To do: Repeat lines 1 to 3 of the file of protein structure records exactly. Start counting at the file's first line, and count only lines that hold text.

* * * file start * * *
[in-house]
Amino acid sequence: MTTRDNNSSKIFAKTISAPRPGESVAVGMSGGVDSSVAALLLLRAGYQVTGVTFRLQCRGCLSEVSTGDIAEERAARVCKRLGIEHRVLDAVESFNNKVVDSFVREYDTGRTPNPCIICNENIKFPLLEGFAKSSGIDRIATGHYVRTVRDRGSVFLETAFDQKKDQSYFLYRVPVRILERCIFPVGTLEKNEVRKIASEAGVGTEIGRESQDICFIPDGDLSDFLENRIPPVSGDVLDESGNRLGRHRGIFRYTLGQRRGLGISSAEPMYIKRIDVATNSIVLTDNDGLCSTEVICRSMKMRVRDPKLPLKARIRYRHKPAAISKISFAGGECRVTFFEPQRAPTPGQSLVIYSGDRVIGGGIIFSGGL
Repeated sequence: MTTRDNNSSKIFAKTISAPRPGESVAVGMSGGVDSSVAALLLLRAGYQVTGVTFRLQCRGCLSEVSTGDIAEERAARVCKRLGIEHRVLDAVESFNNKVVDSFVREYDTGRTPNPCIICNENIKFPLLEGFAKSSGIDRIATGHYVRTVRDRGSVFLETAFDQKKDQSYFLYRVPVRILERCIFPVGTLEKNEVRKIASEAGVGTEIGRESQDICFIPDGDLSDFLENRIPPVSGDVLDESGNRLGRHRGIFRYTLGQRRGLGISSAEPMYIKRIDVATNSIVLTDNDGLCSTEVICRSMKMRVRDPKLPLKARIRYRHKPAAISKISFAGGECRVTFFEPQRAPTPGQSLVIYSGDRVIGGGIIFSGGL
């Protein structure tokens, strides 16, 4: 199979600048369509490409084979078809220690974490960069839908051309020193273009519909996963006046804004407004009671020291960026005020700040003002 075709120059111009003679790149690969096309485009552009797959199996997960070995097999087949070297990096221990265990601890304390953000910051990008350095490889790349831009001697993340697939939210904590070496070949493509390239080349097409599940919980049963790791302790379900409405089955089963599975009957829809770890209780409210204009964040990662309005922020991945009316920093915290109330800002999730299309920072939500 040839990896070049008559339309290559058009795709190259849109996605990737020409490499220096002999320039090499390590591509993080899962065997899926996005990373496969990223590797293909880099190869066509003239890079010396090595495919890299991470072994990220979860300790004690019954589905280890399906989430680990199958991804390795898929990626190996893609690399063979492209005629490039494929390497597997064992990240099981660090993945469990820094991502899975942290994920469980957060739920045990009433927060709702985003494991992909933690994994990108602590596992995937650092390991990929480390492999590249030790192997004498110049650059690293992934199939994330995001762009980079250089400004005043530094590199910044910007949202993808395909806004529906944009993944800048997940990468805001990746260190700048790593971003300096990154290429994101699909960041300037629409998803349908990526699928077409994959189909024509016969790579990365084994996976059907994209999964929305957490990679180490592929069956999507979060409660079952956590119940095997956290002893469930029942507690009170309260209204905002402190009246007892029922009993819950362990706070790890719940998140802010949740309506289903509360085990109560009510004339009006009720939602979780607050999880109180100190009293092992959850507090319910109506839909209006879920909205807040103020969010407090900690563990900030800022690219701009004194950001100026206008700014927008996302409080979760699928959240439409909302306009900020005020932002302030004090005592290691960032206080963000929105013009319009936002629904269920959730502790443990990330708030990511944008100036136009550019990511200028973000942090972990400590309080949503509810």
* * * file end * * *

[in-house]
Amino acid sequence: MTTRDNNSSKIFAKTISAPRPGESVAVGMSGGVDSSVAALLLLRAGYQVTGVTFRLQCRGCLSEVSTGDIAEERAARVCKRLGIEHRVLDAVESFNNKVVDSFVREYDTGRTPNPCIICNENIKFPLLEGFAKSSGIDRIATGHYVRTVRDRGSVFLETAFDQKKDQSYFLYRVPVRILERCIFPVGTLEKNEVRKIASEAGVGTEIGRESQDICFIPDGDLSDFLENRIPPVSGDVLDESGNRLGRHRGIFRYTLGQRRGLGISSAEPMYIKRIDVATNSIVLTDNDGLCSTEVICRSMKMRVRDPKLPLKARIRYRHKPAAISKISFAGGECRVTFFEPQRAPTPGQSLVIYSGDRVIGGGIIFSGGL
Repeated sequence: MTTRDNNSSKIFAKTISAPRPGESVAVGMSGGVDSSVAALLLLRAGYQVTGVTFRLQCRGCLSEVSTGDIAEERAARVCKRLGIEHRVLDAVESFNNKVVDSFVREYDTGRTPNPCIICNENIKFPLLEGFAKSSGIDRIATGHYVRTVRDRGSVFLETAFDQKKDQSYFLYRVPVRILERCIFPVGTLEKNEVRKIASEAGVGTEIGRESQDICFIPDGDLSDFLENRIPPVSGDVLDESGNRLGRHRGIFRYTLGQRRGLGISSAEPMYIKRIDVATNSIVLTDNDGLCSTEVICRSMKMRVRDPKLPLKARIRYRHKPAAISKISFAGGECRVTFFEPQRAPTPGQSLVIYSGDRVIGGGIIFSGGL